1. Since neither Clinton nor Obama will have enough delegates before the convention to win the nomination (barring something unusual regarding Michigan or Florida -- see below), the nomination will be in the hands on the unpledged superdelegates. Eleanor Clift in Newsweek floats a scenario whereby the superdelegates break the party stalemate by engineering nomination of a third person, likely Al Gore. Also, as I understand it, the rule binding the pledged delegates to their candidate goes out the window if there is no winner after the first ballot, so it turns into a free-for-all. The bottom-line question for them, of course, is who they think would be most electable for the Dems, weighing their relative strengths against McCain and support among the Democratic voters, some of whom will be unavoidably pissed off that their candidate isn't the nominee.
2. ElectoralVote.com also notes today that there's talk of a caucus in Michigan and a mail-in primary in Florida. In what might be a cagey move, Gov. Crist of Florida is tacitly supporting a redo of the state's Democratic primary even though he's a Republican, which is odd unless you follow ElectoralVote.com's thinking on March 6:
Is he doing this to sow discord among the Democrats? Does he think Clinton would win it and be the weaker candidate? What's the catch? He wants the DNC to pay for it. It is estimated that a primary would cost $25 million. Thus what he is really proposing is draining $25 million from the DNC war chest and probably having the weaker general election candidate win it. Sounds like an excellent plan (if you are a Republican governor hoping to be tapped as vice president).3. T. pointed me to a piece in the Boston Phoenix stating that Obama is weak in the large states that the Dems need to win in November, like New York and California. The argument is that voters in those states who went to Hillary in the primaries (Catholics and working-class people) are more likely to vote for McCain than Obama.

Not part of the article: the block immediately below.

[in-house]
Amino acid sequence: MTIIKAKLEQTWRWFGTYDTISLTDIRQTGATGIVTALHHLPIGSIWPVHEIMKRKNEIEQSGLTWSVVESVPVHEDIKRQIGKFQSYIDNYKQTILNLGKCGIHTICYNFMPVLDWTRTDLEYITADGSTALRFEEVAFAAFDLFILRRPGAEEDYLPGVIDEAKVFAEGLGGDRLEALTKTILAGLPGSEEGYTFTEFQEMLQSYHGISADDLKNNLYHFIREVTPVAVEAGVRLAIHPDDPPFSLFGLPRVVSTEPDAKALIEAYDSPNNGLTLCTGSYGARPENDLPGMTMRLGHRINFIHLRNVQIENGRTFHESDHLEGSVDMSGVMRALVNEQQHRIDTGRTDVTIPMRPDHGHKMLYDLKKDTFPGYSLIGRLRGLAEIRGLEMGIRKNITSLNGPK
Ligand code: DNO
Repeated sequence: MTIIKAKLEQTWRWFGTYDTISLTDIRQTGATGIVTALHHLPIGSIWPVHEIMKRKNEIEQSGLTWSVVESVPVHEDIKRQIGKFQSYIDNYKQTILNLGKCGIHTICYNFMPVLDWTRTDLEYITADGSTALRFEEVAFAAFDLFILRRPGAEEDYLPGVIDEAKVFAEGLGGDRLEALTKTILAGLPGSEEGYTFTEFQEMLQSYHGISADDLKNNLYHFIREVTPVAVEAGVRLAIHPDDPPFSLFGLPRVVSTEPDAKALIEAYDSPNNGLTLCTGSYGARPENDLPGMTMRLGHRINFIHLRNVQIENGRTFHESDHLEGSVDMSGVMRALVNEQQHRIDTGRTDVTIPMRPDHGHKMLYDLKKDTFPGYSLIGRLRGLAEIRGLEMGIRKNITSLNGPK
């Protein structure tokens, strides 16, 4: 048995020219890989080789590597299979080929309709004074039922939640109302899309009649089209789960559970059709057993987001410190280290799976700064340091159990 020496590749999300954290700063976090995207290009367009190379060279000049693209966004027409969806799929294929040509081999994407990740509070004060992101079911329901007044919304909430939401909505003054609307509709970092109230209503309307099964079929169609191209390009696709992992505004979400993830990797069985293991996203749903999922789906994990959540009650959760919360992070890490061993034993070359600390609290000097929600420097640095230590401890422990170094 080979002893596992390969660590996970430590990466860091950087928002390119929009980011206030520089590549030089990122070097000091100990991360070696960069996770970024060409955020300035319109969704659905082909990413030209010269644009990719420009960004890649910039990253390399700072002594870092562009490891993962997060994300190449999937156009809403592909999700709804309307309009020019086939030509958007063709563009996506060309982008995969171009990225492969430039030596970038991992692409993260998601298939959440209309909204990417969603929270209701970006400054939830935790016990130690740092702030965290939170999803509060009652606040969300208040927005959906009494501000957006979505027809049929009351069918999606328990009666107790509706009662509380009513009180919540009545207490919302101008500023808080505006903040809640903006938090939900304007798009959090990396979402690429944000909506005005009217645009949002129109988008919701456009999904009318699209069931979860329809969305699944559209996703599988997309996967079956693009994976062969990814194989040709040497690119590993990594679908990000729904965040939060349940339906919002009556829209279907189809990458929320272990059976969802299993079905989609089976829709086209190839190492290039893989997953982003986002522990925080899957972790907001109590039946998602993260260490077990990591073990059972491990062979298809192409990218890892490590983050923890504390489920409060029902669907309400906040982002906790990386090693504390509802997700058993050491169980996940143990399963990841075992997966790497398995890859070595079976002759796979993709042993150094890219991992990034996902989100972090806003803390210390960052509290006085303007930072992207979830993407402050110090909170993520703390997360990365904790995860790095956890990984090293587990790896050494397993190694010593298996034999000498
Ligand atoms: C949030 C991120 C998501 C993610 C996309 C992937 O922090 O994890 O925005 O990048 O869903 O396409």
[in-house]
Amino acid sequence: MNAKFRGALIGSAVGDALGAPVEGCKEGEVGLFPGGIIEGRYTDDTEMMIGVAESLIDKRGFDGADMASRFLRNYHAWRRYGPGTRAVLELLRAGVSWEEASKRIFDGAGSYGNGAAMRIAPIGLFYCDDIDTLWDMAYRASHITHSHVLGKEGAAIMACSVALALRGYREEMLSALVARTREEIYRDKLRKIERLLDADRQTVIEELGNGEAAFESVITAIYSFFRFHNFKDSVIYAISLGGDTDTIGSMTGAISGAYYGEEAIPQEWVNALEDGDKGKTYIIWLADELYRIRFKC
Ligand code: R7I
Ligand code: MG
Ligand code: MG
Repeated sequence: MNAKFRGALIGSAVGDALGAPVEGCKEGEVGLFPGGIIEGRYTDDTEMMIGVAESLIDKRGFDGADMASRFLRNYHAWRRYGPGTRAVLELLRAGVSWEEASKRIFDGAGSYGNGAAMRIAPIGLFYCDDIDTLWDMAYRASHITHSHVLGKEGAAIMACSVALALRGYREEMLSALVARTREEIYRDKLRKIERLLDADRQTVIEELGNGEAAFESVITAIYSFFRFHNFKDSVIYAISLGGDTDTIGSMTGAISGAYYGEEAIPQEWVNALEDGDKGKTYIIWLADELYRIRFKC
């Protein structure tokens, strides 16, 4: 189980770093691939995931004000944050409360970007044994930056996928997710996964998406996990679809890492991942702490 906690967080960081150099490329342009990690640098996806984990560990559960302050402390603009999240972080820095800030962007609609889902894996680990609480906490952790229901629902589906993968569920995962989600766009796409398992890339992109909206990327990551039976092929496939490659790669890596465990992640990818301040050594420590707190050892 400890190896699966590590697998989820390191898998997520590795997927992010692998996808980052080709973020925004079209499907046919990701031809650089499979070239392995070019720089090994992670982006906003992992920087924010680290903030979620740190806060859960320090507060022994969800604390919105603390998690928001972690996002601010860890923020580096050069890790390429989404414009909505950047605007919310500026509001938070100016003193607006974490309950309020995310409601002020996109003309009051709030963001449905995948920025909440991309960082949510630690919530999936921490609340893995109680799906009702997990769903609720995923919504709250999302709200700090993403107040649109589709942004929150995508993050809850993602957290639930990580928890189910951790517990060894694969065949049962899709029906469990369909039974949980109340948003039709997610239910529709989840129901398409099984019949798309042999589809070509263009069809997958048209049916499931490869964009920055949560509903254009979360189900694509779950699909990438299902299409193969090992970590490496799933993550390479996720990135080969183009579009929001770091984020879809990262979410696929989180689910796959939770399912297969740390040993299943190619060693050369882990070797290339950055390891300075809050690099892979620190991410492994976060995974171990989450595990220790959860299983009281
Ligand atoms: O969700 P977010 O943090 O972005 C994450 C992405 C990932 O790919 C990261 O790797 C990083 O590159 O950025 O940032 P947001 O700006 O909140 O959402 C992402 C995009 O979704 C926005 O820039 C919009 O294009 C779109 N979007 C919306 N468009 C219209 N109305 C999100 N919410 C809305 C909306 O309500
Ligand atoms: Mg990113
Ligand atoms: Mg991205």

The Democrats could hold caucuses in Florida and Michigan instead of primaries. Caucuses are paid for by the parties but they are MUCH cheaper. The problem with caucuses is getting both Clinton and Obama to agree. Caucuses are sparsely attended and the candidate with the better organization usually wins them. Obama has won nearly all the caucuses so far, so Clinton would prefer primaries.
4. The Clintons are talking up the idea of Obama as a running mate for Hillary, apparently to create the impression that Obama is not presidential material, though as Democratic Sen. Tom Daschle noted, "It may be the first time in history that the person who is running number two would offer the person running number one the number two position." (Edited a few hours later to add: never mind.)
5. Also in today's ElectoralVote.com is an interesting historical analysis of how a candidate's years of prior experience correlate (if at all) to how "great" a president he became. Definitely worth a look.